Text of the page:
Read about first-hand accounts from MSF aid workers and patients.

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Although international forces on the ground are growing in number, they are still unable to protect the civilian population, which is vulnerable to violence, mass displacement, hunger, and disease. MSF head of mission Stefano Argenziano, who has just returned from CAR, describes the situation.

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MSF nurse Miriam Kasztura discusses her experience providing care in Berberati, CAR, where MSF offers emergency, maternity, pediatric, and surgical services.

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MSF operations coordinator Maria Simón describes her experience in Kabo, in northern Central African Republic.

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MSF medical doctor Natalie Roberts reflects on three months providing care in conflict-riven Central African Republic (CAR).

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New clashes have erupted between the the Séléka and the Anti-Balaka armed groups in the Central African Republic (CAR), continuing violence that has forced hundreds of thousands of people to flee their homes.

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As intense violence continues to spread throughout the northwest of Central African Republic (CAR), Doctors Without Borders/Médecins Sans Frontières (MSF) teams have opened a new project in Bouar, a town that has been severely impacted by the conflict and its consequences. Today, around 6,000 people remain trapped and unable to flee.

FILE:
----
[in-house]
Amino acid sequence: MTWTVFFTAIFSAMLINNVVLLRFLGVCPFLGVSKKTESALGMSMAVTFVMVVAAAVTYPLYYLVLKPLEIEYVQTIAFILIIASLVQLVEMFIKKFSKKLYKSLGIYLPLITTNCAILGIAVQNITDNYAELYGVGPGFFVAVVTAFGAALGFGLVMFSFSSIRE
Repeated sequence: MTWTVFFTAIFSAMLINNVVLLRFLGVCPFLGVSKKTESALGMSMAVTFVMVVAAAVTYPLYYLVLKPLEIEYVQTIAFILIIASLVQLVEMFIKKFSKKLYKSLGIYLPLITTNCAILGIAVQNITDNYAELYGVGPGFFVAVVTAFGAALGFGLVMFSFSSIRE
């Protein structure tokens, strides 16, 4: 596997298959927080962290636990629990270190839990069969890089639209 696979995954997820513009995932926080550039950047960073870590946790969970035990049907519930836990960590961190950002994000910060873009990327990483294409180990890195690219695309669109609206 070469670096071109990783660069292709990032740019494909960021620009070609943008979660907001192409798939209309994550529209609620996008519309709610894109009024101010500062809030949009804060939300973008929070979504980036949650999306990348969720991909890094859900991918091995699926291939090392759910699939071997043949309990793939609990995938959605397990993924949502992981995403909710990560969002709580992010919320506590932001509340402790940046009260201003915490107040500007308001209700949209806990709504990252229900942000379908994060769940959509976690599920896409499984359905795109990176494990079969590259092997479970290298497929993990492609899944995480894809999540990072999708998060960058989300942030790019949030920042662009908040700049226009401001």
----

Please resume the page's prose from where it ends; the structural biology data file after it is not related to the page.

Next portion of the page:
For the last month, MSF has been supporting the hospital in Bouar. Florent Uzzeni, deputy emergency program manager, is currently in CAR and describes what he is seeing unfold on the ground.

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Bangui, the capital of the Central African Republic, has been convulsed by violence for weeks, but most of the city’s hospitals are no longer functioning. Doctors Without Borders/Médecins Sans Frontières (MSF) runs the only trauma unit in the city, at Community Hospital, where staff have treated more than 800 patients—most with bullet or knife wounds—since fighting broke out in early December. Here, project coordinator Jessie Gaffric, who manages MSF’s operations at Community, describes the situation:

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Bangui, the capital of the Central African Republic, has been convulsed by violence for weeks, but most of the city’s hospitals are no longer functioning. Doctors Without Borders/Médecins Sans Frontières (MSF) runs the only trauma unit in the city, at Community Hospital, where staff have treated more than 800 patients—most with bullet or knife wounds—since fighting broke out in early December. Here, project coordinator Jessie Gaffric, who manages MSF’s operations at Community, describes the situation:

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"But even in extreme cases, there is hope. Malnourished children can recover quickly when they receive quality medical care in time."

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MSF Head of Mission Serge St-Louis discusses the situation in CAR, where conflict has jeopardized the provision of medical care.

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